GCHQ: Can you crack it?

Just had a quick go at this, but can’t afford any more time on it, so thought I’d share my progress (if any!)

 

The code starts as..

eb 04 af c2 bf a3 81 ec 00 01 00 00 31 c9 88 0c
0c fe c1 75 f9 31 c0 ba ef be ad de 02 04 0c 00
d0 c1 ca 08 8a 1c 0c 8a 3c 04 88 1c 04 88 3c 0c
fe c1 75 e8 e9 5c 00 00 00 89 e3 81 c3 04 00 00
00 5c 58 3d 41 41 41 41 75 43 58 3d 42 42 42 42
75 3b 51 89 d1 89 e6 89 df 29 cf f3 a4 89 de 89
d1 89 df 29 cf 31 c0 31 db 31 d2 fe c0 02 1c 06
8a 14 06 8a 34 1e 88 34 06 88 14 1e 00 f2 30 f6
8a 1c 16 8a 17 30 da 88 17 47 49 75 de 31 db 89
d8 fe c0 cd 80 90 90 e8 9d ff ff ff 41 41 41 41

This looks very much like hexadecimal to me… so converting it to decimal yields…

235 04 175 194 191 163 129 236 00 01 00 00 49 201 136 12
12 254 193 117 249 49 192 186 239 190 173 222 02 04 12 00
208 193 202 08 138 28 12 138 60 04 136 28 04 136 60 12
254 193 117 232 233 92 00 00 00 137 227 129 195 04 00 00
00 92 88 61 65 65 65 65 117 67 88 61 66 66 66 66
117 59 81 137 209 137 230 137 223 41 207 243 164 137 222 137
209 137 223 41 207 49 192 49 219 49 210 254 192 02 28 06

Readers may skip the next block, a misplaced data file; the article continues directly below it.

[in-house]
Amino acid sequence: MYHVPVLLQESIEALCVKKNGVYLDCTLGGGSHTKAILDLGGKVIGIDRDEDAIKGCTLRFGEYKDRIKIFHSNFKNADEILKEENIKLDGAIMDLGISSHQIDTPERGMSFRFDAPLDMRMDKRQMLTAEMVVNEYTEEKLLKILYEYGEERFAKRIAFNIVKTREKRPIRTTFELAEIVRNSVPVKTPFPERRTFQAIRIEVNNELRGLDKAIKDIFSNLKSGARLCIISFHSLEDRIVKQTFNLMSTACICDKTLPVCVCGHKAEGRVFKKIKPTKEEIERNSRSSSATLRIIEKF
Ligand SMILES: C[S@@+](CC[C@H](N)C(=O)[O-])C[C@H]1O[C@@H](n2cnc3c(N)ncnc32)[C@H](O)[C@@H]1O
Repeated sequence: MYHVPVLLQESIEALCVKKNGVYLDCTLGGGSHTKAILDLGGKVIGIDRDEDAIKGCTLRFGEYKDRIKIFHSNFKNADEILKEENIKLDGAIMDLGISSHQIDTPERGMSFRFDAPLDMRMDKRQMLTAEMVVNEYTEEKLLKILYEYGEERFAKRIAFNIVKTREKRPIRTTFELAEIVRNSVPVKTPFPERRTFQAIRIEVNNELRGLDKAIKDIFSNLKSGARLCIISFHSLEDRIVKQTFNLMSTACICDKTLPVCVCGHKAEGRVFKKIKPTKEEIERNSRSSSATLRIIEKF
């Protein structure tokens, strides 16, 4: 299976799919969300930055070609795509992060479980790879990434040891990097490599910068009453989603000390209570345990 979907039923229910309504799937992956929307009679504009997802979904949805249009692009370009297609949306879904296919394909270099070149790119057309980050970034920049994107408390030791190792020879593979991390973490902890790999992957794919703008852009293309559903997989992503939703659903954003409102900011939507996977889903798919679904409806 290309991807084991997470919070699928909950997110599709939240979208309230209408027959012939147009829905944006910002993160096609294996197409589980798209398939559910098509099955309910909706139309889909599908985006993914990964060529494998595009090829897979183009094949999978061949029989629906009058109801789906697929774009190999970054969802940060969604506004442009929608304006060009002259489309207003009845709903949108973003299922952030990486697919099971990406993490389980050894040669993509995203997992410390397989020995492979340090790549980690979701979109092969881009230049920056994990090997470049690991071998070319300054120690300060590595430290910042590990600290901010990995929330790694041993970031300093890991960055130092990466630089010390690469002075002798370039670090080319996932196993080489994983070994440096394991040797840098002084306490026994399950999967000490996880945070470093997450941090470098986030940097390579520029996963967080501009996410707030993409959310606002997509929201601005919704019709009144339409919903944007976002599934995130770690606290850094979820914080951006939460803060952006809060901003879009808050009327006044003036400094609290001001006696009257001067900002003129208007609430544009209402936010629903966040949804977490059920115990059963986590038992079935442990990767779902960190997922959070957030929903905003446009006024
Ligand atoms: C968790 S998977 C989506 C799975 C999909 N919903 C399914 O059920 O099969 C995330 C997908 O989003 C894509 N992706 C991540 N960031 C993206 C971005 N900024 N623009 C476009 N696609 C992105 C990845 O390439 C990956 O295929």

138 20 06 138 52 30 136 52 06 136 20 30 00 242 48 246
138 28 22 138 23 48 218 136 23 71 73 117 222 49 219 137
216 254 192 205 128 144 144 232 157 255 255 255 65 65 65

65

 

I then tried some character encodings… first as alt codes.. 

ë ¯ Â ¿ £ ü ì    etc…

unicode was much the same, and ascii didn’t really work.

 

Next, I tried bringing the original decimal to modulo 26, (i.e. 27 becomes 1, 28 becomes 2 etc.)

 

1 4 19 12 9 7 25 2 0 1 0 0 23 19 6 12
12 20 11 13 15 23 10 4 5 8 17 14 2 4 12 0
0 11 20 8 8 2 12 8 8 4 6 2 4 6 8 12
20 11 13 24 25 14 0 0 0 7 19 25 13 4 0 0
0 14 10 9 13 13 13 13 13 15 10 9 14 14 14 14
13 7 3 7 1 7 22 7 15 15 25 9 8 7 14 7
1 7 15 15 25 23 10 23 11 23 2 20 10 2 2 6
8 20 6 8 0 4 6 0 6 6 20 4 0 8 22 12
8 2 22 8 23 22 10 6 23 19 21 13 14 23 11 7
8 20 10 23 24 14 14 24 1 21 21 21 13 13 13 13

 and then reference 0 to a, 1 to b, 2 to c… yielding